Our faces reflect who we are and what we’ve experienced. Someone who has never had to struggle for something meaningful will reflect that in an open trusting expression. They can smile easily but it’s a blank smile devoid of purpose, a standard greeting to anyone they see. Someone who’s had to learn to trust people again will have a wary smile, if it’s not genuine it’ll look forced but the upshot is that when they smile you know they mean it with every fiber of their being.

All converts are equal as Jews but not all converts are equal in the struggle to attain that status. A pretty girl with a non-Jewish mother re-discovers her roots. She goes before the Beis Din, she’s young pretty and charming, a valuable asset to the community, especially with so many single young men. She dives head first into it, aided by her wealthy parents suddenly buying a rental property in the heart of the Jewish community for her to live in. With her looks and warmth she’s quickly accepted by the community and within a year they declare her conversion complete. Her smile is happy and genuine but reflects no true understanding of her good fortune, that’s this is not the way it always is.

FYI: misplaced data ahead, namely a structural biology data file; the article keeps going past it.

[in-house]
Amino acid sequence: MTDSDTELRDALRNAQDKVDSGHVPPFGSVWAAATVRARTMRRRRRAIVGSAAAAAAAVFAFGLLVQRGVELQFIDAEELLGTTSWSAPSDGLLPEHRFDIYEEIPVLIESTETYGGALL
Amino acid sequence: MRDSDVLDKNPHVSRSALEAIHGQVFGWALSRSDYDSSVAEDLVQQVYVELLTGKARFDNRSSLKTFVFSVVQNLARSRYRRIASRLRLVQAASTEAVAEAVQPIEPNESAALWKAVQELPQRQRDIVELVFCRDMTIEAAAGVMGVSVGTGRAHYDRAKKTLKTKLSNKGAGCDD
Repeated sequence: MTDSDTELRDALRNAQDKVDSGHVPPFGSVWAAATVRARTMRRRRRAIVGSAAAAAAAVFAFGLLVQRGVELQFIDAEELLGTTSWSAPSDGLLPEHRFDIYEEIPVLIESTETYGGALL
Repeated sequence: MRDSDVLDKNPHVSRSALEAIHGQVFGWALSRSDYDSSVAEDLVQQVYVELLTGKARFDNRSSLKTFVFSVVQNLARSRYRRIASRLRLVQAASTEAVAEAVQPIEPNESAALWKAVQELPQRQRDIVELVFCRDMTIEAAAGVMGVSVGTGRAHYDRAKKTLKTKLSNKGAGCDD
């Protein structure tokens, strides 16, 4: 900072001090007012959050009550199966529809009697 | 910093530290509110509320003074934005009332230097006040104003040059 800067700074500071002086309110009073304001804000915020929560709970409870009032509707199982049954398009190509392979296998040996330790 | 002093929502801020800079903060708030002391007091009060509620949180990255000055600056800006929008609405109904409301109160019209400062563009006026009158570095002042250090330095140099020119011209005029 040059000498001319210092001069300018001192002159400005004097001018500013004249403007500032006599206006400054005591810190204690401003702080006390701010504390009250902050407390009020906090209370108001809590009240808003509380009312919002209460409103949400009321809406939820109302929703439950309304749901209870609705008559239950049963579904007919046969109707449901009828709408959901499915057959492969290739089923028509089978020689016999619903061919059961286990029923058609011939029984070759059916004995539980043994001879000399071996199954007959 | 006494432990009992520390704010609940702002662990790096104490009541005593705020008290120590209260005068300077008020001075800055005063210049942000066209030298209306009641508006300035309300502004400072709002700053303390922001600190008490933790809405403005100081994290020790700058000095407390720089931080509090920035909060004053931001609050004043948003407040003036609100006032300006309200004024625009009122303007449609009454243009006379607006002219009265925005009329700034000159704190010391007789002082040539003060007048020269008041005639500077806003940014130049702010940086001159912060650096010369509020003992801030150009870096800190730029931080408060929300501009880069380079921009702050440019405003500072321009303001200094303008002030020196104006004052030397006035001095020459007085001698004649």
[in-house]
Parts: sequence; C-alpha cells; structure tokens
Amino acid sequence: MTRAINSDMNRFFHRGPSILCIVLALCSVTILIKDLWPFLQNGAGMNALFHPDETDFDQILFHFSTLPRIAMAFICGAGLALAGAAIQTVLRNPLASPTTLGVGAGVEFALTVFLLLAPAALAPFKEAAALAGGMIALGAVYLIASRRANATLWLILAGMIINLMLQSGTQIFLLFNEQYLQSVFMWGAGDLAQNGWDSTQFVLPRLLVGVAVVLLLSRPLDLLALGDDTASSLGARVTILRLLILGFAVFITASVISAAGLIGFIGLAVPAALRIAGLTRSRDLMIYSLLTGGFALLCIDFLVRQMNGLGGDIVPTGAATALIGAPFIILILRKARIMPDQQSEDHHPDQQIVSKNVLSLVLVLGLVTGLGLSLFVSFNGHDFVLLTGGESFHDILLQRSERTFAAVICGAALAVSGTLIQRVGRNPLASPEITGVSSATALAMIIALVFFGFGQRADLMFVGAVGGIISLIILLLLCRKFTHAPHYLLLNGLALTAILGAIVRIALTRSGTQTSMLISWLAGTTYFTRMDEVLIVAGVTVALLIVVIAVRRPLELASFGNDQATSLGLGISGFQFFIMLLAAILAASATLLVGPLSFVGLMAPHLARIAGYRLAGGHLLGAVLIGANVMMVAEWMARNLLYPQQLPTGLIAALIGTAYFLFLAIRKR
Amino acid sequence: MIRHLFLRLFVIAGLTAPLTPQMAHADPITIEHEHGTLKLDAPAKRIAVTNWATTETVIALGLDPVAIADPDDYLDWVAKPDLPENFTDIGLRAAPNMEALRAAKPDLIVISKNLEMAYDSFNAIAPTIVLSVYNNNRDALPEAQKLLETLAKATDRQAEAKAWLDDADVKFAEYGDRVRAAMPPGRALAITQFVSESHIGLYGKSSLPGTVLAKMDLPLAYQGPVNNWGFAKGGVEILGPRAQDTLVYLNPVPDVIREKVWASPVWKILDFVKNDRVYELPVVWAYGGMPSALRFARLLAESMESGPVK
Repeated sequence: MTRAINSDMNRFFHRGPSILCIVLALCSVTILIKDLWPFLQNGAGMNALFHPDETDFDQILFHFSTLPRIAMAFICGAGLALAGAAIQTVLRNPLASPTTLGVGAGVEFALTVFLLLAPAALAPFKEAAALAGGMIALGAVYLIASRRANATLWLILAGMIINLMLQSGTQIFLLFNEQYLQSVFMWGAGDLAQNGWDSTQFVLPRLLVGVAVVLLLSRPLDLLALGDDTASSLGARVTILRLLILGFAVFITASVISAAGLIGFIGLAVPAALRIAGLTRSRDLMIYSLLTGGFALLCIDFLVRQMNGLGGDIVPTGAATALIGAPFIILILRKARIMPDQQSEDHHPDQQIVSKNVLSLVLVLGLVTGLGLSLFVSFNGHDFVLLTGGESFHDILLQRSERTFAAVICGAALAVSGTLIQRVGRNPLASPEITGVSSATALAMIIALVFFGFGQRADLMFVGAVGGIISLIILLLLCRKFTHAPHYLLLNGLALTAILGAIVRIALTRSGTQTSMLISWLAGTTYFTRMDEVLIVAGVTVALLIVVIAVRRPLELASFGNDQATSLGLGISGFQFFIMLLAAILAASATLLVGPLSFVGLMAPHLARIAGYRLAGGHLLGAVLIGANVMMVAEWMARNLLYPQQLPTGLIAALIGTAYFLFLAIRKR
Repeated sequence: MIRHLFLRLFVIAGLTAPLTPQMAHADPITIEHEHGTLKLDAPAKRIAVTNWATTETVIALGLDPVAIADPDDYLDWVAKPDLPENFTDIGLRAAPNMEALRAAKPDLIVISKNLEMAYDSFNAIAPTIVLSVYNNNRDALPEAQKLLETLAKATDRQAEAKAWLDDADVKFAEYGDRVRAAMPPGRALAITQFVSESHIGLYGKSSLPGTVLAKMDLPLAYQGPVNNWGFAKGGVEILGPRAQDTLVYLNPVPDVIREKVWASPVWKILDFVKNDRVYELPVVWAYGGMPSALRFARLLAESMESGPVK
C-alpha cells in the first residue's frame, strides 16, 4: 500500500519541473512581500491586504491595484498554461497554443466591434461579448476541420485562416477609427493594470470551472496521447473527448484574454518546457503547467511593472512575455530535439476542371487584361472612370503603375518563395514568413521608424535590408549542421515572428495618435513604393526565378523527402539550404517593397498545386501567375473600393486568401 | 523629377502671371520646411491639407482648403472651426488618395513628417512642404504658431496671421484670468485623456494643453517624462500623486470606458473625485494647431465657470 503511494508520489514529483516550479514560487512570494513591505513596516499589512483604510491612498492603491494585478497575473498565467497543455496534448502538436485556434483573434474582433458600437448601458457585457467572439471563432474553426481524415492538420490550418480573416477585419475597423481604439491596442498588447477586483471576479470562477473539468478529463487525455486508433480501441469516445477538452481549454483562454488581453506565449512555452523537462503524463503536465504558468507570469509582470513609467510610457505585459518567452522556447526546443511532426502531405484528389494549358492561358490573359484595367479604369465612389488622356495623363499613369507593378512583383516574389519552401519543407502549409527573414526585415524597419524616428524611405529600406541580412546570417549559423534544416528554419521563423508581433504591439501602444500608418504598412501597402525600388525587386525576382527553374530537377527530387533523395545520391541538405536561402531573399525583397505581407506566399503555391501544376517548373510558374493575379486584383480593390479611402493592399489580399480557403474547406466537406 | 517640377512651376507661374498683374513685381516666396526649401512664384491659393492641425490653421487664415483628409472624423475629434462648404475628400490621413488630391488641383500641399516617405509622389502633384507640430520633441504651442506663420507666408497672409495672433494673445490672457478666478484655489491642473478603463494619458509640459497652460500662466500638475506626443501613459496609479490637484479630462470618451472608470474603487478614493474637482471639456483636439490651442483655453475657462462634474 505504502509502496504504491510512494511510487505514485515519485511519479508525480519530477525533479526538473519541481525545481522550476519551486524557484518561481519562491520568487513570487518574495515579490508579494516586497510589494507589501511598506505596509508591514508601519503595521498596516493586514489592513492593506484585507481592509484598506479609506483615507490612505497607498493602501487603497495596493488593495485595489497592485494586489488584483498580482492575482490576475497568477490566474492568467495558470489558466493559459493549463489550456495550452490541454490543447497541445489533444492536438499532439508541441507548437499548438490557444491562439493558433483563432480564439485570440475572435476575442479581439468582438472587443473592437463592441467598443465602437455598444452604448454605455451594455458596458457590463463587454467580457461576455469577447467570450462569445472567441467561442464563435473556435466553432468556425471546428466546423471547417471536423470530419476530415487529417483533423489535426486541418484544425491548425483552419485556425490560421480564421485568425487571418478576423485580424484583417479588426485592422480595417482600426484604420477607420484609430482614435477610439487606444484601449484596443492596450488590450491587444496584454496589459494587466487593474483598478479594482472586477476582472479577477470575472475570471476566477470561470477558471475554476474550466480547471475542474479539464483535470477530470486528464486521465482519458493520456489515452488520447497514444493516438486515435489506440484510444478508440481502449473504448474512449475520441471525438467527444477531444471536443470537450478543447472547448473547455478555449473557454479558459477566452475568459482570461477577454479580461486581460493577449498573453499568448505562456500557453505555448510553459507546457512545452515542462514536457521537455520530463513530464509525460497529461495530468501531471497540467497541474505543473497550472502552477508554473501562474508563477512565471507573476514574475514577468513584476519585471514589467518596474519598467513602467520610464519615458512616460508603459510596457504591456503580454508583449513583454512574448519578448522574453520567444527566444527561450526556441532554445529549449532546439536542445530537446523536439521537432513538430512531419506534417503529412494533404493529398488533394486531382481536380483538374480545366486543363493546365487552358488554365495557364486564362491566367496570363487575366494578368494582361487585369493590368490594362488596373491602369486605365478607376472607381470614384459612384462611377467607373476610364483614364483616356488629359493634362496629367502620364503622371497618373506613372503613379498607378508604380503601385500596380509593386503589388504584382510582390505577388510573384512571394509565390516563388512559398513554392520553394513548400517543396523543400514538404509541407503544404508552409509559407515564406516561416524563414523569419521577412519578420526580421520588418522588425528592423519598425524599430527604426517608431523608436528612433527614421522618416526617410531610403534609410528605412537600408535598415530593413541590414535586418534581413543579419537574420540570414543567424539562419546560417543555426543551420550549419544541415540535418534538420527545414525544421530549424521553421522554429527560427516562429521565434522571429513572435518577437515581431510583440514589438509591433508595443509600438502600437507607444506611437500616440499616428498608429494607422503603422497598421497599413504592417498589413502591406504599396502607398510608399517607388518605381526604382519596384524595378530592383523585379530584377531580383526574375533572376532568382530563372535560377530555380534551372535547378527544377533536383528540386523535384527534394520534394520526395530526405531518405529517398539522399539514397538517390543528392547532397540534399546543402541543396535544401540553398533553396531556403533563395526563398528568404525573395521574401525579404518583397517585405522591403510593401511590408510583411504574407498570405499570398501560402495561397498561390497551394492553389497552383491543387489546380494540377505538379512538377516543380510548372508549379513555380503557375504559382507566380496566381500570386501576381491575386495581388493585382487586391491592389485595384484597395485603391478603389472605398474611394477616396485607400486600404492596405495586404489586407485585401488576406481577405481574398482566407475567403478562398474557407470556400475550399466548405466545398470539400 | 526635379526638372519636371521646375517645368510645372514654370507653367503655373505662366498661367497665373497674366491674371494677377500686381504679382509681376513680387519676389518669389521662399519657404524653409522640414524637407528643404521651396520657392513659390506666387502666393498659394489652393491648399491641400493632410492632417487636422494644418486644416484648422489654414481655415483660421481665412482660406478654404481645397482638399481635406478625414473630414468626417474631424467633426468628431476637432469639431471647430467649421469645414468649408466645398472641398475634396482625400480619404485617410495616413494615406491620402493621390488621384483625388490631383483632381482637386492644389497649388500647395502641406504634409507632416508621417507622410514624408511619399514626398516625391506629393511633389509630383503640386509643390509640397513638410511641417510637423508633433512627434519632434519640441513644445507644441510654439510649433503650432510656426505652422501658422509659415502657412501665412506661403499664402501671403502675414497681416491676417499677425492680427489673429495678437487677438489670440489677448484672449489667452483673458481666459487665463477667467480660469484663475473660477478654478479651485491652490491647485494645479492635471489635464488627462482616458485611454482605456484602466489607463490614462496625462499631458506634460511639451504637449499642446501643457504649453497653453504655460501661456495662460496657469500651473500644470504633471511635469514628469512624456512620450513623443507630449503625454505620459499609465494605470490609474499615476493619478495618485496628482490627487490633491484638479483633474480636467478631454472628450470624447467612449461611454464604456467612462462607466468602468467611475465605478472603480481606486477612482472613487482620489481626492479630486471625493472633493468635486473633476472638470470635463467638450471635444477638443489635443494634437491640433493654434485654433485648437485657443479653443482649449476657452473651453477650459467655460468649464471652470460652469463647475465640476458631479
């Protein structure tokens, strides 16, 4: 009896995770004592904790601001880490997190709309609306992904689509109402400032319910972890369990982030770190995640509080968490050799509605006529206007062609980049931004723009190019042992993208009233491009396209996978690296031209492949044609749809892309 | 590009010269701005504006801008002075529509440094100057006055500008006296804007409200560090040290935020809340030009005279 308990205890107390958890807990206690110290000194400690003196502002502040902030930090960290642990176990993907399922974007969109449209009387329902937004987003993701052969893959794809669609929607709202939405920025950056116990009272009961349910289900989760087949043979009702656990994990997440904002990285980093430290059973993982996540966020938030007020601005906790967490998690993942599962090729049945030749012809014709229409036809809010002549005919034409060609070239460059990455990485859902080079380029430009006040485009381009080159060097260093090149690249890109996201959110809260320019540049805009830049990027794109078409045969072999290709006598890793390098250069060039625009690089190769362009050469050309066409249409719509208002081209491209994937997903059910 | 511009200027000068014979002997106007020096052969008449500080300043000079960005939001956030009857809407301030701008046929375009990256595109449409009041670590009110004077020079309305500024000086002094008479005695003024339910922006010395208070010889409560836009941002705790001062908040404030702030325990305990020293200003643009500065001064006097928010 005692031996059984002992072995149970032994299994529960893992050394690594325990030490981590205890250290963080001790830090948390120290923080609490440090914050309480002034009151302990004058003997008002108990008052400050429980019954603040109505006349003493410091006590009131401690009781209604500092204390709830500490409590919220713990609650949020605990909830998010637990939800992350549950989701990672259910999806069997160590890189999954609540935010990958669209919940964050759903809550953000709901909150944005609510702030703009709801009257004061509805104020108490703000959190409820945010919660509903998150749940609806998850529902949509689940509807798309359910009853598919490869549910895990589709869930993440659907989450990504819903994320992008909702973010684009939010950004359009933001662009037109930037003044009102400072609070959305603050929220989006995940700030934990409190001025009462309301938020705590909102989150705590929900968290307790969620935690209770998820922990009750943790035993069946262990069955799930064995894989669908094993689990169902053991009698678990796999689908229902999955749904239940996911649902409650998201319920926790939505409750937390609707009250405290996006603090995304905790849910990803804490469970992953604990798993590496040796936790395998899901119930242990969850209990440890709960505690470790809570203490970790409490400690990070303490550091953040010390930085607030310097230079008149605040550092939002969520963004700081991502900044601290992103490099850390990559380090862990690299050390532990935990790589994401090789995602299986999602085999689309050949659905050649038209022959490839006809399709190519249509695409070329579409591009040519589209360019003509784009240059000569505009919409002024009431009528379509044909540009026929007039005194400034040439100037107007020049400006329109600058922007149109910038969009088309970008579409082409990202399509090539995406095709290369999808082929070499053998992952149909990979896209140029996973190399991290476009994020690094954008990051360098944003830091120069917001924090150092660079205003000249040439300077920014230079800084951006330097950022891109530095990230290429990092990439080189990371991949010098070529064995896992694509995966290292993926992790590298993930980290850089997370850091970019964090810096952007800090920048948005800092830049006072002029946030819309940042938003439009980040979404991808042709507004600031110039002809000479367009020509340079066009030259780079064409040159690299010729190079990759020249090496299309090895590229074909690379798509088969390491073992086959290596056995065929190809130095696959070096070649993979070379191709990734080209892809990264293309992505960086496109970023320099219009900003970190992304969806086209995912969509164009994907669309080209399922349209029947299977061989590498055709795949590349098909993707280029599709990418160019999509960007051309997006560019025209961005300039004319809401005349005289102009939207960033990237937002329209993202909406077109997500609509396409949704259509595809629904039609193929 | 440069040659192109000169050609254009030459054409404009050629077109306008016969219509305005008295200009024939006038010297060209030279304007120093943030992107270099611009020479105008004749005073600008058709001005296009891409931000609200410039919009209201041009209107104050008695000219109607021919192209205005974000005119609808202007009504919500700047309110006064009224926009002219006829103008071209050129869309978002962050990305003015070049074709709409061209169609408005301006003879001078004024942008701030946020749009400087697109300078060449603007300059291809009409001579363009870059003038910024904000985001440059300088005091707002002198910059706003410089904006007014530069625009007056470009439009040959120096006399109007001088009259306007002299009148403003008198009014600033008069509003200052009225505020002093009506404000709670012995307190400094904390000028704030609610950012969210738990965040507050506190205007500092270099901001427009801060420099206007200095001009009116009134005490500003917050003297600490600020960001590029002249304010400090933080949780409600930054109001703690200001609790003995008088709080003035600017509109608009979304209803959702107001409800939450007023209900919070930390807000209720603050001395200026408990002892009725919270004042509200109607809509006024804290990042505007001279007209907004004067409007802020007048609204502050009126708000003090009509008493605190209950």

A Korean girl discovers the beauty of Judaism in her late teens. She makes multiple inquests to the Beis Din. By Halacha they turn her down several times, but she insists and perseveres. Rejected by some more right wing Beis Dins she carves a path for herself and completes an Orthodox conversion in a more liberal community. Having struggled for so long she recognizes the beauty of halacha and it’s ever so much sweeter for the work. She chooses to hold to higher standards of kashrus above most of her peers and continues learning both for the joy and intellectual struggle. Despite her personal accomplishments she’s always aware of the strange looks she’ll get in a new shul and she’ll ignore the whispering gossipers wondering who she is and what she’s doing here. She’ll be polite even to the misguided ones who assume she must be merely there as a shabbos helper to an elderly woman and ask her to serve as a shabbos goy. Her smile is genuine but the pain is there nonetheless. She’s always aware that despite wanting to be as strict as possible in a way she also must as it’s the only way to prove to them that this is her birthright too and she’s claimed it harder than they can comprehend.